OSLO (Reuters) - Norwegian Air said on Thursday it had begun a process that could lead to cash dividend payments for shareholders as the carrier's second-quarter core operating profit rose amid strong demand for air travel in Europe.
Norwegian reported a profit before interest, tax, depreciation, amortisation and rent (EBITDAR) of 1.57 billion crowns for the April to June quarter, up from 93 million in the year-ago period.
"The summer season of 2023 will be one of the best in our history, and I am happy that forward bookings remain strong with business travel returning and others planning their autumn holidays," CEO Geir Karlsen said in a statement.
The airline saw a "historically strong" July, during its peak season, with total passenger traffic up 9% from last year, and unstable weather in the Nordics helped keep the booking momentum up in August, it said earlier this month.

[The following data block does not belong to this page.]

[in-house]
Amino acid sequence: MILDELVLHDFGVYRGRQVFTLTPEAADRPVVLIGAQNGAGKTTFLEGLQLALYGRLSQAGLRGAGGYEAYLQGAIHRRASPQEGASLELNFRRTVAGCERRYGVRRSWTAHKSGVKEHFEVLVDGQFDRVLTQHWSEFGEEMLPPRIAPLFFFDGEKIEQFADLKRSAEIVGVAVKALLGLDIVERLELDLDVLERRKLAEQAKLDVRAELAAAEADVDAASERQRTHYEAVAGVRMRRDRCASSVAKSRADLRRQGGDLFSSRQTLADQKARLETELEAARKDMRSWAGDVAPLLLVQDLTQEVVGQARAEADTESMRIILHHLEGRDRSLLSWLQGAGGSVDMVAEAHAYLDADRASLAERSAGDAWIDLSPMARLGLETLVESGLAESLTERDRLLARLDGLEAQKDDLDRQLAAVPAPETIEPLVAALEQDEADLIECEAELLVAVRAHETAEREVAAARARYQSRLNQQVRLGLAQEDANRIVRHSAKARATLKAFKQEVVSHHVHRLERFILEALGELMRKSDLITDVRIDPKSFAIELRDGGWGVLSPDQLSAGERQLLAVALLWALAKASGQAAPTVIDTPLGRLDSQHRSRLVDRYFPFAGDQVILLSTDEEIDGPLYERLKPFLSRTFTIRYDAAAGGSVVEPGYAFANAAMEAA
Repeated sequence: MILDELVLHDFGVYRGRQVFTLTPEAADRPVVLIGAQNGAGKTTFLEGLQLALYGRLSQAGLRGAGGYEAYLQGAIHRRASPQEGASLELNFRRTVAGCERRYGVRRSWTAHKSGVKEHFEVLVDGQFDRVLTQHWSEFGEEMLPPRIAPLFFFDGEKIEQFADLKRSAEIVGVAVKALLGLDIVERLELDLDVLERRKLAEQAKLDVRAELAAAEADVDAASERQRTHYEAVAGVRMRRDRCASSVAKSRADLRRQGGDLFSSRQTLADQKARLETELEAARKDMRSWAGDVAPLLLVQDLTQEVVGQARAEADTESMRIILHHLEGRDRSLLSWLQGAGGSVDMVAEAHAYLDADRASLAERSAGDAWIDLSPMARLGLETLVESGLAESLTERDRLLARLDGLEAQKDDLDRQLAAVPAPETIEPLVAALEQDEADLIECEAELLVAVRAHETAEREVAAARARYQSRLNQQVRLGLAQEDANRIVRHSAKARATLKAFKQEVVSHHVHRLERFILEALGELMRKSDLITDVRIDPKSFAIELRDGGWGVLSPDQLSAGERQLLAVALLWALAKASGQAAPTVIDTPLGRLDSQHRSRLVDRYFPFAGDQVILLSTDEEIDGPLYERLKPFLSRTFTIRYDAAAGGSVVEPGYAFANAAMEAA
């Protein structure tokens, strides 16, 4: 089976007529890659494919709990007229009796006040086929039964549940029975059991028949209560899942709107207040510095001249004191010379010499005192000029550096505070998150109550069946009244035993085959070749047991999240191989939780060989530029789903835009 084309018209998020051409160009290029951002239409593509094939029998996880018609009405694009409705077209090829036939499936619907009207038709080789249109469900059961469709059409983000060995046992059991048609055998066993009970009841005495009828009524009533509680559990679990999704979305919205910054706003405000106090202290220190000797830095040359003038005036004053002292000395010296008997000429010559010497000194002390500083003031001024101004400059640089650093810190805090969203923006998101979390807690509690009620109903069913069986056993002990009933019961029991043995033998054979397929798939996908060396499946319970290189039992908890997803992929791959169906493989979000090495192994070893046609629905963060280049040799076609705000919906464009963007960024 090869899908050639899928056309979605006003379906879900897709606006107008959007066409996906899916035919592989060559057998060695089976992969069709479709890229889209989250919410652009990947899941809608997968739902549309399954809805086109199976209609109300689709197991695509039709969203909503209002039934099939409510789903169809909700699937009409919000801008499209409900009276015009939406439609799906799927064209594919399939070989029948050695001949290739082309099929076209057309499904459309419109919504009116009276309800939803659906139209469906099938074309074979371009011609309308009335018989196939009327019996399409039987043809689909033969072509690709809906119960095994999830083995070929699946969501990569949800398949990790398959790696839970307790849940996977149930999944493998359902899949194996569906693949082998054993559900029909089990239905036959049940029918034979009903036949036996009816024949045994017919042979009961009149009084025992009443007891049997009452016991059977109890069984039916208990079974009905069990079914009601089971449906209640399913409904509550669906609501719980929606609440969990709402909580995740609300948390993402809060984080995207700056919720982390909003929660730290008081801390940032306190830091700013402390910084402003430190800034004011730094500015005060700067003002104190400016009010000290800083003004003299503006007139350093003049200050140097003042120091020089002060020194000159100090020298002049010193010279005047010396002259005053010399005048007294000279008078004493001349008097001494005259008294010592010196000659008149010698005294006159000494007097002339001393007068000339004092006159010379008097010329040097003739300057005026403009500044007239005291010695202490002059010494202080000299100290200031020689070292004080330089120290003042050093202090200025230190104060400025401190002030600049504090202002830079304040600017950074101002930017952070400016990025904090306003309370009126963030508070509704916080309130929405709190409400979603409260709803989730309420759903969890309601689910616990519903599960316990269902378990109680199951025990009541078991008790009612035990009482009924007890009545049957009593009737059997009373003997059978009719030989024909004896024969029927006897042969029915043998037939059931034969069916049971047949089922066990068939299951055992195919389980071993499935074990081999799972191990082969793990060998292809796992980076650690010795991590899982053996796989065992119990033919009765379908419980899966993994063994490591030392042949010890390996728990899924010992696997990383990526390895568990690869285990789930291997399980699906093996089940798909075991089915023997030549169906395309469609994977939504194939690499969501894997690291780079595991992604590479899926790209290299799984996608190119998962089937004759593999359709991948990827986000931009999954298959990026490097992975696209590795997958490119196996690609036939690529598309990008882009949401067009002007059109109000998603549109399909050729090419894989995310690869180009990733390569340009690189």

Norwegian, which underwent a financial restructuring during the COVID pandemic, said on Thursday it plans to pay back some of its debt as the board looks to "enable ... a potential dividend distribution".
As part of this process, Norwegian said it would exercise an option to repay its NAS13 bond amounting to 750 million crowns.
The company did not say when dividend payments could potentially start.
Norwegian Air last month said it had agreed to buy privately held domestic peer Wideroe for 1.13 billion crowns, a deal that is currently under review by the Norwegian Competition Authority.
The company's April-June net profit fell to 538 million Norwegian crowns ($50.9 million) from a year-ago profit of 1.25 billion crowns which had been boosted by one-off factors.
($1 = 10.5683 Norwegian crowns)